''ER'''s extras -- How fans are dying for a small role on the NBC drama

By Kristen Baldwin
Updated November 17, 1995 at 05:00 AM EST
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  • NBC

Viewers may be worrying themselves sick about whether med student Harper Tracy’s one-nighter with Dr. Ross will sever her budding romance with Dr. Carter, but the most urgent crises on ER belong to the bloody messes on stretchers who burst through the swinging doors each week. The extras who play County General’s almost-dead must endure long hours, cold gurneys, and lots of fake gore, often for fewer than 15 seconds of fame. Now, four people who did their acting on their backs reveal what it’s like to put the ”E” in ER.

The victim: Victor Sanchez, 20.
The emergency: Plays a gang member shot in the neck by rival thugs.
Vital stats: ”They wanted a really skinny, young Latino guy,” says Sanchez, ”so I called them up.”
Medical history: He once slashed his thumb to the bone on a shopping cart.
Previous career high: Played a mud-covered citizen of Waterworld.
ER treatment: ”First they just painted the blood on, but then they wanted to see more, so they poured it on me.”
Grounds for malpractice: ”It was tiring,” says Sanchez, who lay on a board for up to six hours at a time. ”I was like, ‘Can I get up for a second?”’
Benefits: ”It’s almost like being in a real hospital. It’s just that they don’t get to use the tools.”

The victim: Julie Plum, 19.
The emergency: Shot in the face and stomach. Though she plays a girl, the doctors originally think she is a boy.
Vital stats: ”They wanted the youngest-looking girl. I just stood there, and they said, ‘Okay, you look very young.”’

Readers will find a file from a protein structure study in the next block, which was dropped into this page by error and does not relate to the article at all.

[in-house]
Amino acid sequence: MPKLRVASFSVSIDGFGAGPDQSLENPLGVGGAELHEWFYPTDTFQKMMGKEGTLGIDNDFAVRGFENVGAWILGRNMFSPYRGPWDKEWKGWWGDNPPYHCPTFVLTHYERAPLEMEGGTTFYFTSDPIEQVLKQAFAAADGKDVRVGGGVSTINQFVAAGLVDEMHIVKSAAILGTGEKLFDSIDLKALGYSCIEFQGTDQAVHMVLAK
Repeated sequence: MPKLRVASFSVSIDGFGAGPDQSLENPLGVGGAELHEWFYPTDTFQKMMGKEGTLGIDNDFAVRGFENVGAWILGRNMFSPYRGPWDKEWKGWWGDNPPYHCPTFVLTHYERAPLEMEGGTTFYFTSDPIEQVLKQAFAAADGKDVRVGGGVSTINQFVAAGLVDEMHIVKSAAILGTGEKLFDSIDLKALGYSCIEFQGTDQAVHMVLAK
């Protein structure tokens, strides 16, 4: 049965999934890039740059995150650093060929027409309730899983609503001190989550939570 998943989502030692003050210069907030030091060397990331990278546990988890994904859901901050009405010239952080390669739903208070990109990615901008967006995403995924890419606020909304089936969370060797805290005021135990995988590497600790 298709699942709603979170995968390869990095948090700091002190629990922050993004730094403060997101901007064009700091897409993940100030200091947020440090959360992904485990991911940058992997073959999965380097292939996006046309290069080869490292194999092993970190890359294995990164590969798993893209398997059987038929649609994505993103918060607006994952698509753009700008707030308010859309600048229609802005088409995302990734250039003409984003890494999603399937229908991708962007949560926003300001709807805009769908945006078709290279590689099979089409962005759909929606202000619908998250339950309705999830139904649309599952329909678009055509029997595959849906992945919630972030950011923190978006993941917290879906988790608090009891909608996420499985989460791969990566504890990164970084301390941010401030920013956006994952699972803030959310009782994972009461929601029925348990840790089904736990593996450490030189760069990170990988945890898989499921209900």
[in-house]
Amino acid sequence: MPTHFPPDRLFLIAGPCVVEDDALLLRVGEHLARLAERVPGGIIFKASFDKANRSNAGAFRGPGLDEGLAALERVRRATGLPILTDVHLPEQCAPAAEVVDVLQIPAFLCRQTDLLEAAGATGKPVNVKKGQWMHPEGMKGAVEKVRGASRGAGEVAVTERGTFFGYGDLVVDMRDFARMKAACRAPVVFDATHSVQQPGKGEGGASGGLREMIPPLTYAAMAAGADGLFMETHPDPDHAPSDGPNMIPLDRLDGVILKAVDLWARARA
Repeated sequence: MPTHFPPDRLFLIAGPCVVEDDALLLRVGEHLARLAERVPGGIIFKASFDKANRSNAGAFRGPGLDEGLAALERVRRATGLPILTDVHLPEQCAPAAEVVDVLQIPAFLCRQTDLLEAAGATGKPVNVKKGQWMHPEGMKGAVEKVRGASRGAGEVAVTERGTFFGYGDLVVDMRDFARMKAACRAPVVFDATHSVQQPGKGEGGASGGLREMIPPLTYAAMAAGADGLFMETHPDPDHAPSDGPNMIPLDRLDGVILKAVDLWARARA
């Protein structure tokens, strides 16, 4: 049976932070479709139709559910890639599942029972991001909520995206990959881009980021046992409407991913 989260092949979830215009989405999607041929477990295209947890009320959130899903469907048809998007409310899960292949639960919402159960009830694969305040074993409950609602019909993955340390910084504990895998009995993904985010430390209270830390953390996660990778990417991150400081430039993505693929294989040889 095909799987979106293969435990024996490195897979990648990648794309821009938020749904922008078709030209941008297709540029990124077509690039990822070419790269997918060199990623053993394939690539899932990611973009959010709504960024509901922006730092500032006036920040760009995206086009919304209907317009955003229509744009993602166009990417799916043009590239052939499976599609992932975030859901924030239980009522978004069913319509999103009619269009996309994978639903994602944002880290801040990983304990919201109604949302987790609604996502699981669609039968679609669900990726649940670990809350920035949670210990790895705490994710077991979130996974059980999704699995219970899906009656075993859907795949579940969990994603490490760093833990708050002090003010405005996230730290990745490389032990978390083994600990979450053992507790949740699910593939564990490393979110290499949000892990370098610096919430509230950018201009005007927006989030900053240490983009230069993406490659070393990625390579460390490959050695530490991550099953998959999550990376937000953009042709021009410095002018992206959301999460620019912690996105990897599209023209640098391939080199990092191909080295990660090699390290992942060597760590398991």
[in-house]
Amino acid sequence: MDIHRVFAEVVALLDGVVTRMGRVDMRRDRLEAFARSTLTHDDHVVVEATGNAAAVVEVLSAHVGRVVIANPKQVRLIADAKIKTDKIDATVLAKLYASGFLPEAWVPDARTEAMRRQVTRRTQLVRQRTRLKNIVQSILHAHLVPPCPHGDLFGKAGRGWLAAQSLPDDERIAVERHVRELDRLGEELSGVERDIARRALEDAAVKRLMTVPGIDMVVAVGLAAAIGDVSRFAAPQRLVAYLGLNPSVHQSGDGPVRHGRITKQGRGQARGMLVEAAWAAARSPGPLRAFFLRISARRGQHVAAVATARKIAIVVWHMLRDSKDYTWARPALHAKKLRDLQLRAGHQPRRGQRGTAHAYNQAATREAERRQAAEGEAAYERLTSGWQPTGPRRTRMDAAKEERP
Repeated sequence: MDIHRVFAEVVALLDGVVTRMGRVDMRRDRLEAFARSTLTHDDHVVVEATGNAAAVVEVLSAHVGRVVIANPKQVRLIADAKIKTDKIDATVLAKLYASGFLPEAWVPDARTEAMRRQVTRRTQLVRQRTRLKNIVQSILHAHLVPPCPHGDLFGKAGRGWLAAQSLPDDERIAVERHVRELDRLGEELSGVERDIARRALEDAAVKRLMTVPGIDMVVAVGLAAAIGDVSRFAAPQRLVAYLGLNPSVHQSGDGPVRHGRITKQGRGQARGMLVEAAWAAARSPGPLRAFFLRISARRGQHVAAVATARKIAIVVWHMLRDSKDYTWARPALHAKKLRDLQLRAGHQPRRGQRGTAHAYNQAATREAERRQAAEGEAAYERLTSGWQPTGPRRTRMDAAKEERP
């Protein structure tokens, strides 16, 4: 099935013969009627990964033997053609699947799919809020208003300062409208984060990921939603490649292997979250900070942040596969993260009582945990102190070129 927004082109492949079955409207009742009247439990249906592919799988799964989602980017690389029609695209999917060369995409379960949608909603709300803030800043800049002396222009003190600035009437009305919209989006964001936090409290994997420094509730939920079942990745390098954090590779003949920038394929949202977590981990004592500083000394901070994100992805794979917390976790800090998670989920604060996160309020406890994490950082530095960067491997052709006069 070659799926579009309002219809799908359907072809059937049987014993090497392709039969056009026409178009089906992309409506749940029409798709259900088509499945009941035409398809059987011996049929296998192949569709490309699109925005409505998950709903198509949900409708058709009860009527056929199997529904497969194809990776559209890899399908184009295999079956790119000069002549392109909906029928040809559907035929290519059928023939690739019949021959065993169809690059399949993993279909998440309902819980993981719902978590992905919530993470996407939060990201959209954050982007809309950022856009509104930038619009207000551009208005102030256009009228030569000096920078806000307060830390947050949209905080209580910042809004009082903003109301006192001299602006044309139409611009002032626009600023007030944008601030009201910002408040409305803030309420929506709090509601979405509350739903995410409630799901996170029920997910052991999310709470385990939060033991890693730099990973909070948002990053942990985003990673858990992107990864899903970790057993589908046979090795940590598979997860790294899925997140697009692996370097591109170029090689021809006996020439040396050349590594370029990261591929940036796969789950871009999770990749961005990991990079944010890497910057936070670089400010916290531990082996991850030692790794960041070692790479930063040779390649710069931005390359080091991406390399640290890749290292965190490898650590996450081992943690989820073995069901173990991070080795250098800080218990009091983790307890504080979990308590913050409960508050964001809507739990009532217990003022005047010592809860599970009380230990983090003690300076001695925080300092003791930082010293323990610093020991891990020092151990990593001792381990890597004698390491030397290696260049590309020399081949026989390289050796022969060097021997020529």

Medical history: Had a flu shot four months ago.
Previous career high: A spaceship-flying alien on Babylon 5.
ER treatment: ”They put a lot of latex things that look like gunshots and poured blood on my stomach. I was very sticky.”
Grounds for malpractice: ”They use [a chemical remover] to take the latex off, and it burns your eyes and stuff.”
Benefits: ”It’s a lot more fun than sitting behind a desk.”

The victim: D.P. FitzGerald, 48.
The emergency: A zoned-out homeless man with an open head wound.
Vital stats: ”I give good wino,” he says.
Medical history: Once had to have his finger rebroken after it was set incorrectly.
Previous career high: A subway-riding homeless man on Caroline in the City.
ER treatment: ”As far as head wounds go, it probably wasn’t anywhere near enough blood.”
Grounds for malpractice: ”I went around for most of the day with my head about three fourths shorn. I looked like I had just stepped off the Road Warrior set.”
Benefits: This was FitzGerald’s second appearance as a homeless man on ER. ”My hope is that all my friends will write in, asking if the haircut changed [the character’s] life, so I can get back on the show.”

The victim: Anna Holmes, 22.
The emergency: None, really. She plays an anonymous patient wheeled through the hallways on a gurney.
Vital stats: ”I told the casting director I was 5’10”, and he said that was good because they want tall extras. I don’t know why.”
Medical history: Hit her head on a corner of a wall when she was 6 years old running to catch the opening of Wonder Woman on TV.
Previous career high: Appeared as a gun-toting android with Revenge of the Nerds‘ Robert Carradine in Firestorm, a low-budget sci-fi film.
ER treatment: None, much to Holmes’ chagrin. ”I wanted to have blood on me.”
Grounds for malpractice: ”They gave me a very thin little hospital gown and a robe over it, because the gown was open in the back. So I was basically walking around in my underwear worrying that the robe was going to blow open.”
Benefits: ”They fed us really well. And, also, Noah Wyle.”


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  • Michael Crichton
  • NBC